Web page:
A creative-class couple (Michael Ealy and Meagan Good) who bought a home in the country is taken aback by the home’s menacing former owner (Dennis Quaid) and his big gun in a scene from “The Intruder.” (Sony Pictures)

A creative-class couple (Michael Ealy and Meagan Good) who bought a home in the country is taken aback by the home’s menacing former owner (Dennis Quaid) and his big gun in a scene from “The Intruder.” (Sony Pictures)

Stupidity propels the story line in hamfisted ‘The Intruder’

A stylish but dopey young couple is menaced by a scenery-chewing Dennis Quaid in this silly flick.

Inadvertently, “The Intruder” contains many useful tips for prospective house buyers. This movie is a checklist of what not to do.

First off, don’t ignore the 20-minute rule when the former owner hands over the keys and leaves you alone in the place for the first time, whereupon you decide to christen the place by making sweet love in the kitchen surrounded by windows on all sides. Also, do not invite the former owner to Thanksgiving dinner when he has already indicated his stalking tendencies.

These problems can be avoided altogether: When you tour the home for the first time and you meet the owner as he is slaughtering a deer on the property and he menacingly asks you if you like venison, simply turn tail and run.

The couple in question does not obey these basic rules. “The Intruder” would not exist if they did. But then you probably guessed that.

The young marrieds are Scott (Michael Ealy), some kind of high-paid branding expert, and Annie (Meagan Good), a magazine writer. We learn this about her in a quick bit of dialogue, since she doesn’t seem to do anything but fix up the house and be shadowed by the overbearing former owner.

He is Charlie (Dennis Quaid), a widower with a big ol’ smile and a handy hunting rifle. Scott and Annie buy the Napa Valley house because life in San Francisco is a little too urban.

For a while, David Loughery’s script toys with the possibility that creepy Charlie actually stands for something more authentic than these city folk. Scott wears designer eyeglasses (movie language for a man who can’t handle himself in a fistfight) and knows nothing about yard work, while Charlie not only drives a manly pickup truck but can probably bench-press it.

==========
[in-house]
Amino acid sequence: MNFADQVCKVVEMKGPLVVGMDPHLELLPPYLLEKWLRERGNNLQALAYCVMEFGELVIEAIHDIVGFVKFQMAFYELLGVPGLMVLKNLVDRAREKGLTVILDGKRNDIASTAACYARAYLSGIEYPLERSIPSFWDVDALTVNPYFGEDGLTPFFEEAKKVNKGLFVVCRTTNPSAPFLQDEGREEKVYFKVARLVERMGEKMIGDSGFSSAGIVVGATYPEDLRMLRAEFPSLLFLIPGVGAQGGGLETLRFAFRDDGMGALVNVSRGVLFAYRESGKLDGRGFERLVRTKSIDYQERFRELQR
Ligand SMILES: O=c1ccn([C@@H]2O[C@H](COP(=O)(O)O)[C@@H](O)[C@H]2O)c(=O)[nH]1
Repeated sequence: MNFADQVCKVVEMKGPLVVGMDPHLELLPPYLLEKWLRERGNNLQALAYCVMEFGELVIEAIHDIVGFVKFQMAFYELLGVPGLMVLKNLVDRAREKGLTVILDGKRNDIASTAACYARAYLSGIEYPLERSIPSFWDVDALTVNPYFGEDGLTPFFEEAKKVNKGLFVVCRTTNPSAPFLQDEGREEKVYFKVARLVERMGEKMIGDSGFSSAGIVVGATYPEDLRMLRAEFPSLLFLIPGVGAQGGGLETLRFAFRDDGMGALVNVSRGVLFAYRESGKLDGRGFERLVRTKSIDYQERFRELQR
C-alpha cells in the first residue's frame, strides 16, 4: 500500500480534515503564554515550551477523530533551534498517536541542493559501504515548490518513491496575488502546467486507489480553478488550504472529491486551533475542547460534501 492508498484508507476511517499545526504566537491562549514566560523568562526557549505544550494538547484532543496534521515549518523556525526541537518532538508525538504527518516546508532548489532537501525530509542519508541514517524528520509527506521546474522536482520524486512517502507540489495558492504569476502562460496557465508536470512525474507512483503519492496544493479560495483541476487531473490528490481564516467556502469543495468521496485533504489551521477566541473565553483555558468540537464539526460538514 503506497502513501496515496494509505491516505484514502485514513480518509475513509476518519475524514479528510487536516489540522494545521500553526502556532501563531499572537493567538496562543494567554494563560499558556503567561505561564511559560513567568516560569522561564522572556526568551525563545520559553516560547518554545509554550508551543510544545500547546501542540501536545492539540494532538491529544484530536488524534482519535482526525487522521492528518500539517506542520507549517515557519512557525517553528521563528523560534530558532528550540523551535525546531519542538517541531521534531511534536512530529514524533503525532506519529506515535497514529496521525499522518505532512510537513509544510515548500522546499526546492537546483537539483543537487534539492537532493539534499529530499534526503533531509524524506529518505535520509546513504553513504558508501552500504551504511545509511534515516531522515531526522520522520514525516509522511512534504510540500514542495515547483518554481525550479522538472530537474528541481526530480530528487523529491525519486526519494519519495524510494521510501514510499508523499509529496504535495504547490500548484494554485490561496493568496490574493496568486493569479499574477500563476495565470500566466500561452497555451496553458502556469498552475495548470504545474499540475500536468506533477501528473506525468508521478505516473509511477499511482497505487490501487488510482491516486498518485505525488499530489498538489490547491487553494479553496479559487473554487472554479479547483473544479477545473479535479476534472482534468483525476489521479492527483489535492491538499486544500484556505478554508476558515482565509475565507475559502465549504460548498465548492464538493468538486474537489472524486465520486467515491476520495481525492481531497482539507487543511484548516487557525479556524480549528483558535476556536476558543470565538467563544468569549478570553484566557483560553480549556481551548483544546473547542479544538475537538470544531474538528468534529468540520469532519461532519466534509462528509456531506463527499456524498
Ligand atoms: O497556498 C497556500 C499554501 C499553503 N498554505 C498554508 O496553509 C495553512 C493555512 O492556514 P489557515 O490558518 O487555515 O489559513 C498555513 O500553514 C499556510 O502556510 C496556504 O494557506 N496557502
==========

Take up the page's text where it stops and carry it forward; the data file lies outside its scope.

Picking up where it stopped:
Scott and Annie take all the nice antiques Charlie included in the sale price and replace them with bland modern stuff, and their friend (Joseph Sikora) relieves himself in Charlie’s beloved garden one night.

Charlie being Charlie, you can bet he’s lurking out there, watching.

The film isn’t concerned that Scott and Annie are black, and Charlie is white. Director Deon Taylor (“Traffik”) doesn’t mention race; he’s occupied with making sure every scene contains at least one jump-scare with Charlie suddenly appearing in the rose bushes at night.

Everything is telegraphed a mile in advance, and the plot depends on various characters doing the dumbest thing possible at the worst time. This means “The Intruder” should only be watched with a big audience that can shout their warnings and disapproval at regular intervals.

Let us take a moment to acknowledge the gonzo commitment Dennis Quaid brings to the project. Never much of an under-actor (please see his performance as Jerry Lee Lewis in “Great Balls of Fire” for evidence), Quaid happily goes over the top here, growling and leering and generally having a high old time. Buyer beware, indeed.

“The Intruder” (1½ stars)

Young couple (Meagan Good, Michael Ealy) buys a lavish Napa Valley house, is menaced by the overbearing former owner (Dennis Quaid). Lots of jump-scares in this one, plus characters doing the dumbest thing possible to keep the plot moving — and there’s Quaid going way, way over the top.

Rating: PG-13, for violence, subject matter

Opening Friday: Alderwood Mall, Pacific Place, Woodinville, Cascade Mall

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